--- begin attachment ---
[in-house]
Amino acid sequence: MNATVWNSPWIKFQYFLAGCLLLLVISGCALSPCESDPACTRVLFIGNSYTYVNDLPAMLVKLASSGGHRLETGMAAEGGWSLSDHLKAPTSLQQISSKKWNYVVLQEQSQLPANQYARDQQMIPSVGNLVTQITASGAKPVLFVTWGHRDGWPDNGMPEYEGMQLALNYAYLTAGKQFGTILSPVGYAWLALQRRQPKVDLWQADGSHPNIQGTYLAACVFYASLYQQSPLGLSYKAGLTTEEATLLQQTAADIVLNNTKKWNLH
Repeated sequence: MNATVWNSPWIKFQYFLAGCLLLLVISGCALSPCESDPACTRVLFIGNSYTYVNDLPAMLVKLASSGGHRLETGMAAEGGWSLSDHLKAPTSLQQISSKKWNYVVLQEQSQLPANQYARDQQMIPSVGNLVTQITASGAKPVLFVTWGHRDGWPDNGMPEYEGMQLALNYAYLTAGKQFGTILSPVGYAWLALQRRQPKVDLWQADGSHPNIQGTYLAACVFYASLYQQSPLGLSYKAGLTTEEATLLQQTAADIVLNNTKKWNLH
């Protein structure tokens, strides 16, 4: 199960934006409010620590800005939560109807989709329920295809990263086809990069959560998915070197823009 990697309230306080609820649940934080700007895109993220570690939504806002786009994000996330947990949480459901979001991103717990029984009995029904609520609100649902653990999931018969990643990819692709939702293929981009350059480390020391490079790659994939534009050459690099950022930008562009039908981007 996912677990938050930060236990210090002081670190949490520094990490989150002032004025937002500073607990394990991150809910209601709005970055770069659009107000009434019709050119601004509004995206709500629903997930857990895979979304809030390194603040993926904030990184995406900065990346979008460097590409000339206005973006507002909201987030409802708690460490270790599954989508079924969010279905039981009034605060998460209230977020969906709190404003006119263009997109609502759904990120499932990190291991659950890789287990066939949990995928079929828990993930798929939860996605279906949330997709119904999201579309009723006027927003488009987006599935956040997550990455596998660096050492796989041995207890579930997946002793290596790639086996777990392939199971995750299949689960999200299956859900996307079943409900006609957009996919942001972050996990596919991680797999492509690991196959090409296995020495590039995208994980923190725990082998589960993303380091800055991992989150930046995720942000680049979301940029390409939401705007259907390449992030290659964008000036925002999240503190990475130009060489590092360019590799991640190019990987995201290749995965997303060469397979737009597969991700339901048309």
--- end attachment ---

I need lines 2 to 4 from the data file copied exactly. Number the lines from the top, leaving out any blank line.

Amino acid sequence: MNATVWNSPWIKFQYFLAGCLLLLVISGCALSPCESDPACTRVLFIGNSYTYVNDLPAMLVKLASSGGHRLETGMAAEGGWSLSDHLKAPTSLQQISSKKWNYVVLQEQSQLPANQYARDQQMIPSVGNLVTQITASGAKPVLFVTWGHRDGWPDNGMPEYEGMQLALNYAYLTAGKQFGTILSPVGYAWLALQRRQPKVDLWQADGSHPNIQGTYLAACVFYASLYQQSPLGLSYKAGLTTEEATLLQQTAADIVLNNTKKWNLH
Repeated sequence: MNATVWNSPWIKFQYFLAGCLLLLVISGCALSPCESDPACTRVLFIGNSYTYVNDLPAMLVKLASSGGHRLETGMAAEGGWSLSDHLKAPTSLQQISSKKWNYVVLQEQSQLPANQYARDQQMIPSVGNLVTQITASGAKPVLFVTWGHRDGWPDNGMPEYEGMQLALNYAYLTAGKQFGTILSPVGYAWLALQRRQPKVDLWQADGSHPNIQGTYLAACVFYASLYQQSPLGLSYKAGLTTEEATLLQQTAADIVLNNTKKWNLH
């Protein structure tokens, strides 16, 4: 199960934006409010620590800005939560109807989709329920295809990263086809990069959560998915070197823009 990697309230306080609820649940934080700007895109993220570690939504806002786009994000996330947990949480459901979001991103717990029984009995029904609520609100649902653990999931018969990643990819692709939702293929981009350059480390020391490079790659994939534009050459690099950022930008562009039908981007 996912677990938050930060236990210090002081670190949490520094990490989150002032004025937002500073607990394990991150809910209601709005970055770069659009107000009434019709050119601004509004995206709500629903997930857990895979979304809030390194603040993926904030990184995406900065990346979008460097590409000339206005973006507002909201987030409802708690460490270790599954989508079924969010279905039981009034605060998460209230977020969906709190404003006119263009997109609502759904990120499932990190291991659950890789287990066939949990995928079929828990993930798929939860996605279906949330997709119904999201579309009723006027927003488009987006599935956040997550990455596998660096050492796989041995207890579930997946002793290596790639086996777990392939199971995750299949689960999200299956859900996307079943409900006609957009996919942001972050996990596919991680797999492509690991196959090409296995020495590039995208994980923190725990082998589960993303380091800055991992989150930046995720942000680049979301940029390409939401705007259907390449992030290659964008000036925002999240503190990475130009060489590092360019590799991640190019990987995201290749995965997303060469397979737009597969991700339901048309």